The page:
An Irreverent History of Christmas Cards
Posted by Ian on 30 November 2016 02:10 PM
Humor Alert! If you don’t have a sense of humor or can’t take a good natured ribbing about the British or your grandmother’s fruitcake, we recommend skipping this article entirely and reading our article about the history of Christmas Cards from which all humorous elements have been excised.
You have been warned.
Christmas Cards, official items printed with a Christmas message and sent to wish others a “A Very Merry Christmas and a Happy New Year to You.”, were first printed in England in 1843 making them as old as the opera Don Pasquale, the United Free Church of Scotland, the British colony of Natal, a Christmas Carol by Charles Dickens and your grandmother’s fruit cake.
Sir Henry Cole commissioned John Callcott Horsley to create the first Christmas card. Sir Cole must have had a lot of friends and a lot of free time since he had 1000 printed. Unfortunately, he didn’t give thought to the sensibilities of the times setting off what could be one of the earliest politically correct protests when temperance groups objected to the image on the card depicting a child drinking wine with his family. In our family we believe that children shouldn’t have liquor until they are at least three so the temperance protest is understandable.
It should also be noted that the first card didn’t actually include an image of anything religious proving that the English are a bunch godless heathens only interested in selling tea and the worst food on the planet.
Actually, if you look carefully at the card you will see some unhappy figures on the edges. Sir Cole was very concerned about the poor in England and wanted to remind his friends to do something charitable during the Christmas season so he had these cards sent instead of handwriting individual letters. (This is true). (So was most everything else I said so far).
Americans, always quick to copy the British in everything except military tactics, started mailing cards in 1845/6 but had to import them from Europe for thirty years until someone figured out that yes, Christmas cards can be printed outside of the British Isles. Louis Prang, a German immigrant, started selling multi-colored Christmas cards in Europe in 1865 and started selling them in the United States in 1875. Within six years he was producing over five-million cards a year. That’s equivalent to 10% of the US population at the time.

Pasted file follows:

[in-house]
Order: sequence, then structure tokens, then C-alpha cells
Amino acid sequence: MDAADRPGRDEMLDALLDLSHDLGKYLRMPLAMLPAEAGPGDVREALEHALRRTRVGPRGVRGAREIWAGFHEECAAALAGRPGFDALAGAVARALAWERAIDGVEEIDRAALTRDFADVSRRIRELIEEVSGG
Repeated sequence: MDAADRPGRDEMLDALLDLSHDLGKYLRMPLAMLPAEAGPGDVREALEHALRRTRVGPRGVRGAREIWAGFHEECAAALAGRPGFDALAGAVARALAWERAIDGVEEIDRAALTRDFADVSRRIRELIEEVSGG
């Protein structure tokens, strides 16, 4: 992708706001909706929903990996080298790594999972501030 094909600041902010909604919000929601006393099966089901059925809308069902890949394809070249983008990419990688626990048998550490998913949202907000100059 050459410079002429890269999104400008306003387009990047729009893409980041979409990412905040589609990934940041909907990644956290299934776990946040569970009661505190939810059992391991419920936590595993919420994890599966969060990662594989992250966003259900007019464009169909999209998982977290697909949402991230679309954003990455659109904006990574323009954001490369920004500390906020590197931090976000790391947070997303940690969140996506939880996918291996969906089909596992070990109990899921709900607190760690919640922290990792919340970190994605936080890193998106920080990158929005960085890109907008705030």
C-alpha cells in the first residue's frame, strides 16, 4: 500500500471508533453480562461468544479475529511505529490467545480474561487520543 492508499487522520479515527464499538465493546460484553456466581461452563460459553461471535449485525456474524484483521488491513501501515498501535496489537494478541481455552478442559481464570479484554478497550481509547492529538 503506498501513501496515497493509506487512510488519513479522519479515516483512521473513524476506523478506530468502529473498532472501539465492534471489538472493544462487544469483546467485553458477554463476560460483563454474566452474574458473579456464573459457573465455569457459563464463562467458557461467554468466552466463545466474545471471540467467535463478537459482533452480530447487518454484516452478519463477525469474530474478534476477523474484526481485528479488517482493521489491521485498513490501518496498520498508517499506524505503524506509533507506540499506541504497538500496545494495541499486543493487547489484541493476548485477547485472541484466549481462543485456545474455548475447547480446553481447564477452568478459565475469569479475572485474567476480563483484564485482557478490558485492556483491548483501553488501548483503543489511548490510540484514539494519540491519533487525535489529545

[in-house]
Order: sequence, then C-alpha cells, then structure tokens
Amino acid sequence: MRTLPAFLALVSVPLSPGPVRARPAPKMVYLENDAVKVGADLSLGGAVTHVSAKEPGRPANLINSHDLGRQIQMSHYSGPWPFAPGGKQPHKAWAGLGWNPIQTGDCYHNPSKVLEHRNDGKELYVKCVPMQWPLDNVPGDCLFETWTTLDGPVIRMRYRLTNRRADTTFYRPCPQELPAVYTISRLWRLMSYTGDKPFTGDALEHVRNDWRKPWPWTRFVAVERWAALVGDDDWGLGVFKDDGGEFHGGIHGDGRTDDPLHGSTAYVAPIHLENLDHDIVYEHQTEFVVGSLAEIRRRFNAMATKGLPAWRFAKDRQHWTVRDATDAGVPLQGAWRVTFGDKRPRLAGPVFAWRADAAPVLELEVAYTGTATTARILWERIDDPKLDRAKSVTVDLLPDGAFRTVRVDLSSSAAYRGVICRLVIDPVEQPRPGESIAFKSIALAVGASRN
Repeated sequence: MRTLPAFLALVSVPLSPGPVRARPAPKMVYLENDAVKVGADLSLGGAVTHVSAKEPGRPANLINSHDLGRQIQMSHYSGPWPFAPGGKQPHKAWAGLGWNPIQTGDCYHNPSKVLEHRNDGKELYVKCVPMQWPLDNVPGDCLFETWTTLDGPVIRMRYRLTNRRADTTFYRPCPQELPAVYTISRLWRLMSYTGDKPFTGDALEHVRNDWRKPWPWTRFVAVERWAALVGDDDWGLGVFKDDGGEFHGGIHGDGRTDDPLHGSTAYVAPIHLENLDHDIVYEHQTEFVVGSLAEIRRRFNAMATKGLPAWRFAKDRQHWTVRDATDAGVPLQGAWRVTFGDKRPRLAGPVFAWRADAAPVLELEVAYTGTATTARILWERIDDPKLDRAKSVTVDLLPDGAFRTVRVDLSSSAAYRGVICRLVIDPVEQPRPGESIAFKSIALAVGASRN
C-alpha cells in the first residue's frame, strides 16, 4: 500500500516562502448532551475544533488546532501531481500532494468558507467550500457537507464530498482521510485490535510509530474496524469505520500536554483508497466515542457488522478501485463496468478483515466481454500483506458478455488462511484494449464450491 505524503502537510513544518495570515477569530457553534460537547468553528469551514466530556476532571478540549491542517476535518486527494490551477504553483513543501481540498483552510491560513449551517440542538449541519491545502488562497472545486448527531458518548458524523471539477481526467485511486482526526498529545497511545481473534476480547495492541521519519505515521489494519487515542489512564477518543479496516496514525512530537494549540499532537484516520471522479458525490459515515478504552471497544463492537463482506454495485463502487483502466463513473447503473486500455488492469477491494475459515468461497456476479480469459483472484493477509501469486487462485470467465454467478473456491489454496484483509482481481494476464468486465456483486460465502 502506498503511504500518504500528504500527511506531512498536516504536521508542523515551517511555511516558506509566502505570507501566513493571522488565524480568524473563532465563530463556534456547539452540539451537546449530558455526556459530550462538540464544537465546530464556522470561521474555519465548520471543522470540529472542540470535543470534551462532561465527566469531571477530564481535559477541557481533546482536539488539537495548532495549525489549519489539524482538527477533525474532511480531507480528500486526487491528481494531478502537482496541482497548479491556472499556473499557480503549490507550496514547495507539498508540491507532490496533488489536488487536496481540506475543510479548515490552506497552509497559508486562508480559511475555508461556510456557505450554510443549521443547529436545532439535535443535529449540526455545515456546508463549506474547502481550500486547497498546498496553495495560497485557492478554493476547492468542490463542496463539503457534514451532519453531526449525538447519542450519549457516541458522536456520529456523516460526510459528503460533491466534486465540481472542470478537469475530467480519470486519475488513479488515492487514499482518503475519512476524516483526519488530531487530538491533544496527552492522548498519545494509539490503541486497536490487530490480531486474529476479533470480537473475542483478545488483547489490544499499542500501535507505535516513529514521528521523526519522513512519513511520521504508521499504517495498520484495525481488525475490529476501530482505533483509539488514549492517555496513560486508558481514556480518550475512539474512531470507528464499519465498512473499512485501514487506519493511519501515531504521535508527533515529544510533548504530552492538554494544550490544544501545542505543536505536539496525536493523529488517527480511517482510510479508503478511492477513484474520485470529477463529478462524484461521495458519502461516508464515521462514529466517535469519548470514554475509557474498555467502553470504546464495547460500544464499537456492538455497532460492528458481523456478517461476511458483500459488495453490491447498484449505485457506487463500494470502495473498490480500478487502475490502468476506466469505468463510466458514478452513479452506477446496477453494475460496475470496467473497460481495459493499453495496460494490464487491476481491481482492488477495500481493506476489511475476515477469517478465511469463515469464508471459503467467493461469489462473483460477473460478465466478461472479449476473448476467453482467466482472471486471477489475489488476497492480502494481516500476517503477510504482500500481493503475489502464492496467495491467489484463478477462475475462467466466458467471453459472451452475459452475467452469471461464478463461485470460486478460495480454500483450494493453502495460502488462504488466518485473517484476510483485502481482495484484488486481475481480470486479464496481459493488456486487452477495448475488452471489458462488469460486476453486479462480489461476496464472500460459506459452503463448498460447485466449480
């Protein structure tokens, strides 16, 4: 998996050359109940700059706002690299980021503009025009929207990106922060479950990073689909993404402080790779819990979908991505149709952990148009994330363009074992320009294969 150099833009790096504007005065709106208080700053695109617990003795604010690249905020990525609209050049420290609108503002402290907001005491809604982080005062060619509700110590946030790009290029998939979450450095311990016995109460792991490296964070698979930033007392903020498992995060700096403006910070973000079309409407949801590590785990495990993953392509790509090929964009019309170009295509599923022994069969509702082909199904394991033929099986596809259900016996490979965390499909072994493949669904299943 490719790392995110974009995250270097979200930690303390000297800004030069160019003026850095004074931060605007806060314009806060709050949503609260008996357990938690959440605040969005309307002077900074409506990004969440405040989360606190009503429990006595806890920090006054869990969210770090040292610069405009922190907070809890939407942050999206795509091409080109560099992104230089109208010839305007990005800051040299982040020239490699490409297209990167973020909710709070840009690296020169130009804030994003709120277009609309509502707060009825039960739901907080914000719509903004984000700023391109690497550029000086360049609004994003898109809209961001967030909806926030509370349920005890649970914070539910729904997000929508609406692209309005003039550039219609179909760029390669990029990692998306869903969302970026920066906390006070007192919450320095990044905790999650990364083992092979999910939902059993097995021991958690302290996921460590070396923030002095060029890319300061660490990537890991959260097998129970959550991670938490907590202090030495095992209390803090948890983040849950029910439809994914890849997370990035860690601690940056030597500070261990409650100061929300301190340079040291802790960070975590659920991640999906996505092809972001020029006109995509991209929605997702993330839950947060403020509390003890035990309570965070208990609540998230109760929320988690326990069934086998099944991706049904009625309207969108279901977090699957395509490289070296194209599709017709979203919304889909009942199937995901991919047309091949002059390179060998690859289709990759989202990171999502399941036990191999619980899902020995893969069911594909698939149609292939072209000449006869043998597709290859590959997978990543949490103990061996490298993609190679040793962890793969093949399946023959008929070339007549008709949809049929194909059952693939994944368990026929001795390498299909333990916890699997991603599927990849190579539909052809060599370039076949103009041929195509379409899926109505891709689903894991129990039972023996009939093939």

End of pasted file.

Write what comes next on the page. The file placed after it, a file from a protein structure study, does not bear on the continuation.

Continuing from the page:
The first home-photograph card was introduced by Kodak in 1902 which has made it possible for everyone to see how great your family and dog look in matching sweaters.
The first White House Christmas card was sent in 1953 when Dwight Eisenhower was president. Just another reason why everyone liked Ike. The cards were sent to 2000 of his most personal friends. White House Christmas cards now get sent to about 1.6 million people which kind of takes away the thrill of getting one.
If you send Christmas cards, you aren’t alone. The average US household receives an estimated 20 cards a year, down from 27 in the 80’s and 1.9 billion, yes that’s with a “b”, Christmas cards are sent in the US each year.
We recommend visiting the Christmas card gallery to see some examples of antique cards.
If you want to help the US get to 2 billion cards sent each year, we recommend browsing our Christmas card section with a giving heart.
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Five things you may not know about Saint Andrew, the first Apostle
Posted by Ian on 30 November 2016 09:53 AM
Saint Andrew’s day is always special in our family because it’s our wedding anniversary. We handed out holy cards of St. Andrew to all of our wedding guests.
St. Andrew may have been one of the apostles but he isn’t one of the most well known. Here are five facts about Saint Andrew and his feast so you can get to know him a little better.
1) First, but not favorite. Depending on which Gospel you are reading, St. Andrew was the first apostle called by Christ along with Saint Peter or he went seeking Jesus and after finding Him, went to get his brother Simon Peter.
So why is it that Andrew was not one of the three Apostles who were closest to Christ? Peter James and John are typically with Jesus for events like the Transfiguration and in the Garden of Gethsemane but Andrew, first of the Apostles, was not.
2) Either Andrew’s parents liked Greek or we don’t know Andrew’s real name. Andrew is not a Hebrew name. It is Greek. We are never told in the Bible that Andrew had another name so it is possible that he took it as a nickname or that his parents were of Greek descent.